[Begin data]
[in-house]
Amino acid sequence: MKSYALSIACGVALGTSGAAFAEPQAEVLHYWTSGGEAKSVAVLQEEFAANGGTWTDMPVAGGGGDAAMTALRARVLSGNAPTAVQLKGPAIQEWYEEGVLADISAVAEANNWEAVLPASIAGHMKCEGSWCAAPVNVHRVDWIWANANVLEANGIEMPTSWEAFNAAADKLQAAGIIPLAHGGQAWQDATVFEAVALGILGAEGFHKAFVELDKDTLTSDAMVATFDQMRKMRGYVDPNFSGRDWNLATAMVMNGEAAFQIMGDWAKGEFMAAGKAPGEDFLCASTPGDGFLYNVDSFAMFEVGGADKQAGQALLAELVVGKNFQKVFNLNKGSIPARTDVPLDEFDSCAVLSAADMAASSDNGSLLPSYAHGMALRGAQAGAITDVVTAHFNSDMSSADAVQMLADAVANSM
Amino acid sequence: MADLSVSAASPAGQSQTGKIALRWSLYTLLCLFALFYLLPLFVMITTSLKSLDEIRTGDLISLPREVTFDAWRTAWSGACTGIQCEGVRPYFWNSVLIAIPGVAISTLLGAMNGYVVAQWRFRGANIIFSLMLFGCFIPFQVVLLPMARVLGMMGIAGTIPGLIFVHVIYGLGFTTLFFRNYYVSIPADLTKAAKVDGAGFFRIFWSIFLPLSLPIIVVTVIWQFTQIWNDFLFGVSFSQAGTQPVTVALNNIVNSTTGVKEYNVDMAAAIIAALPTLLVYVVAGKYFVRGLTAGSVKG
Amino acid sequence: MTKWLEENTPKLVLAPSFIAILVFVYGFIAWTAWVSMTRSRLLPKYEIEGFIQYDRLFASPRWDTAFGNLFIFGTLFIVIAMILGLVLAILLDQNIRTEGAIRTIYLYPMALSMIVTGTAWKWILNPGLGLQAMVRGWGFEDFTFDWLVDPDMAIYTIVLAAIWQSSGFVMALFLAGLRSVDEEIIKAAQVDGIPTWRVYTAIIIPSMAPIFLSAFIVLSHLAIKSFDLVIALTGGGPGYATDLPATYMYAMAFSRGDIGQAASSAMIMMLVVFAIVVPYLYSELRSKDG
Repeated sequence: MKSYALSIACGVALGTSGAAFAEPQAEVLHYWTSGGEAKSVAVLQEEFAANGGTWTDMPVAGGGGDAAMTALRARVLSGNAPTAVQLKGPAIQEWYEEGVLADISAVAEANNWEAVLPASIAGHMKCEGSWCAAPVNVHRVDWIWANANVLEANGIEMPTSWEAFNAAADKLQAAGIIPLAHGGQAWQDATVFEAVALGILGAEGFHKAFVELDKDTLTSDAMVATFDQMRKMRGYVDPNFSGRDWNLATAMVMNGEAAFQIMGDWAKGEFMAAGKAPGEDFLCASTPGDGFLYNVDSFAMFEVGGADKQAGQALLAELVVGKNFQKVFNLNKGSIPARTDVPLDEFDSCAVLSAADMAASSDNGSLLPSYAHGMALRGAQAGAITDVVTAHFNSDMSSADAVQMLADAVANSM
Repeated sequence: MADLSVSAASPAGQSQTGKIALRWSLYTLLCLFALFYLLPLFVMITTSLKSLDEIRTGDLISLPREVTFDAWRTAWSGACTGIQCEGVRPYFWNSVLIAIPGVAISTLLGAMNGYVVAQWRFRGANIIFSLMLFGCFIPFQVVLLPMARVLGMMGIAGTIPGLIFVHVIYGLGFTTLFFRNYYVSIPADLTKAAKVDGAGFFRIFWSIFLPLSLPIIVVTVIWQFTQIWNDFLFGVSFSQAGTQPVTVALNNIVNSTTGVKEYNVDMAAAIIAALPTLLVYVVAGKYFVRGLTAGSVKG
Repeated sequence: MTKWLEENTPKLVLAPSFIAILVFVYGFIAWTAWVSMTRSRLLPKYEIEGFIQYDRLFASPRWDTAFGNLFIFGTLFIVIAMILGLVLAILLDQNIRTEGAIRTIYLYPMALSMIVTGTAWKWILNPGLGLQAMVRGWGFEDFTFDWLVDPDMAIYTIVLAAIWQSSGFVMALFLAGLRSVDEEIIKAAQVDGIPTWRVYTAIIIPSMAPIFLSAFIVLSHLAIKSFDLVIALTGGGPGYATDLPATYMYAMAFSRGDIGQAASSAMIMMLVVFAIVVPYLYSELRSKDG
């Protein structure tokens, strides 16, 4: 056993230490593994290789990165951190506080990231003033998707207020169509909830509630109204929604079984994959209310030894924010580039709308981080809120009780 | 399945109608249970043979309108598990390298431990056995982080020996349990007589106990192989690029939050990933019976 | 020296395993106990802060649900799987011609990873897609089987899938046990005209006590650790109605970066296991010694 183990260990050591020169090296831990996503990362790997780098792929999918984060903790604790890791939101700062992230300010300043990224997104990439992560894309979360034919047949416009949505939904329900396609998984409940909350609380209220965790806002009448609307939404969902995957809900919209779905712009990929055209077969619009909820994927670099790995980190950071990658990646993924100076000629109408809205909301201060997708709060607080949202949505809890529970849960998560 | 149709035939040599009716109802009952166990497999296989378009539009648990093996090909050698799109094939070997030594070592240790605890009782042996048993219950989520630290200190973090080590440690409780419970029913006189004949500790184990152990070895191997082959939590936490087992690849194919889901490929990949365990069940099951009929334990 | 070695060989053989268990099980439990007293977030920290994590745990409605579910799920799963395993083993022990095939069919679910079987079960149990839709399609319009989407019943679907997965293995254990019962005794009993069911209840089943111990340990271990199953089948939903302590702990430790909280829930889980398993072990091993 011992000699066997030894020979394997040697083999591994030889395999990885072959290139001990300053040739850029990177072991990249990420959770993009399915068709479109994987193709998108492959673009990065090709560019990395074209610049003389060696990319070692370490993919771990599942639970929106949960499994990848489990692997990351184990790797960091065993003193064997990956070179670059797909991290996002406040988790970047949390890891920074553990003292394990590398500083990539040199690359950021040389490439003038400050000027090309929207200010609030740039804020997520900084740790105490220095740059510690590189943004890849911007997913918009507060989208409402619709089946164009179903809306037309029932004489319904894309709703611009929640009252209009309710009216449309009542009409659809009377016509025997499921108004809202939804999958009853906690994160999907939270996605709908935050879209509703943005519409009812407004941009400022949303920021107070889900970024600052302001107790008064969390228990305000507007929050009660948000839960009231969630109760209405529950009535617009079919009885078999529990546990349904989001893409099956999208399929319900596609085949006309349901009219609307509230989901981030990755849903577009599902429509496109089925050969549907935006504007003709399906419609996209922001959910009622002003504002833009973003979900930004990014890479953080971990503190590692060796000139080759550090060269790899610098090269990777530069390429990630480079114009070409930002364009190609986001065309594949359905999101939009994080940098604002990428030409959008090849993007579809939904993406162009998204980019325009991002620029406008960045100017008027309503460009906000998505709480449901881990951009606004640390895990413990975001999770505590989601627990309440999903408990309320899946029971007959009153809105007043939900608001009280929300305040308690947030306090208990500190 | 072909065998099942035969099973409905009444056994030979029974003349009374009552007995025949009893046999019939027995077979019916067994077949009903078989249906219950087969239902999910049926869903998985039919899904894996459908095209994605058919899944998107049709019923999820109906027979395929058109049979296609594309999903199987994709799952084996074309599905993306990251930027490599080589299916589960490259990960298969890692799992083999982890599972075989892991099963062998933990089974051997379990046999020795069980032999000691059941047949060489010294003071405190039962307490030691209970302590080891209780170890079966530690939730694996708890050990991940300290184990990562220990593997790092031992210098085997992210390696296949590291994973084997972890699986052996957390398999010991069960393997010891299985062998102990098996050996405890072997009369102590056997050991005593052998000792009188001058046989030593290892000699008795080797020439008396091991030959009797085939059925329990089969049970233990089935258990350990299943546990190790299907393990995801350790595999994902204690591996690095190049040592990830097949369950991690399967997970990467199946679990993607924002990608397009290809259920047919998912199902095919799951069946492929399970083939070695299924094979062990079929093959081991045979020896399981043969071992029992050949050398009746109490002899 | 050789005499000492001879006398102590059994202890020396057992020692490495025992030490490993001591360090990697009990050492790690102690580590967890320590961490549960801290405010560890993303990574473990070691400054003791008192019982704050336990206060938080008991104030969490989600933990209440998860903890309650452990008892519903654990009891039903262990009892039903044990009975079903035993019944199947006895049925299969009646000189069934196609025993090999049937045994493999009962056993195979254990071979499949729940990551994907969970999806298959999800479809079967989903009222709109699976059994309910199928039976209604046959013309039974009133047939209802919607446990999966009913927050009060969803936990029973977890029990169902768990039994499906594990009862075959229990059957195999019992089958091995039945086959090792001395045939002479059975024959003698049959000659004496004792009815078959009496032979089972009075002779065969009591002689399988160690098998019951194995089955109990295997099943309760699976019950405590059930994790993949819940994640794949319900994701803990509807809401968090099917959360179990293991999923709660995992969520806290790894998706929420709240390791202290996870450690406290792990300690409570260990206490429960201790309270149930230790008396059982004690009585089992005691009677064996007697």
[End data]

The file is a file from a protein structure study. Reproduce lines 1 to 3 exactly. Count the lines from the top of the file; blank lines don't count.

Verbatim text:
[in-house]
Amino acid sequence: MKSYALSIACGVALGTSGAAFAEPQAEVLHYWTSGGEAKSVAVLQEEFAANGGTWTDMPVAGGGGDAAMTALRARVLSGNAPTAVQLKGPAIQEWYEEGVLADISAVAEANNWEAVLPASIAGHMKCEGSWCAAPVNVHRVDWIWANANVLEANGIEMPTSWEAFNAAADKLQAAGIIPLAHGGQAWQDATVFEAVALGILGAEGFHKAFVELDKDTLTSDAMVATFDQMRKMRGYVDPNFSGRDWNLATAMVMNGEAAFQIMGDWAKGEFMAAGKAPGEDFLCASTPGDGFLYNVDSFAMFEVGGADKQAGQALLAELVVGKNFQKVFNLNKGSIPARTDVPLDEFDSCAVLSAADMAASSDNGSLLPSYAHGMALRGAQAGAITDVVTAHFNSDMSSADAVQMLADAVANSM
Amino acid sequence: MADLSVSAASPAGQSQTGKIALRWSLYTLLCLFALFYLLPLFVMITTSLKSLDEIRTGDLISLPREVTFDAWRTAWSGACTGIQCEGVRPYFWNSVLIAIPGVAISTLLGAMNGYVVAQWRFRGANIIFSLMLFGCFIPFQVVLLPMARVLGMMGIAGTIPGLIFVHVIYGLGFTTLFFRNYYVSIPADLTKAAKVDGAGFFRIFWSIFLPLSLPIIVVTVIWQFTQIWNDFLFGVSFSQAGTQPVTVALNNIVNSTTGVKEYNVDMAAAIIAALPTLLVYVVAGKYFVRGLTAGSVKG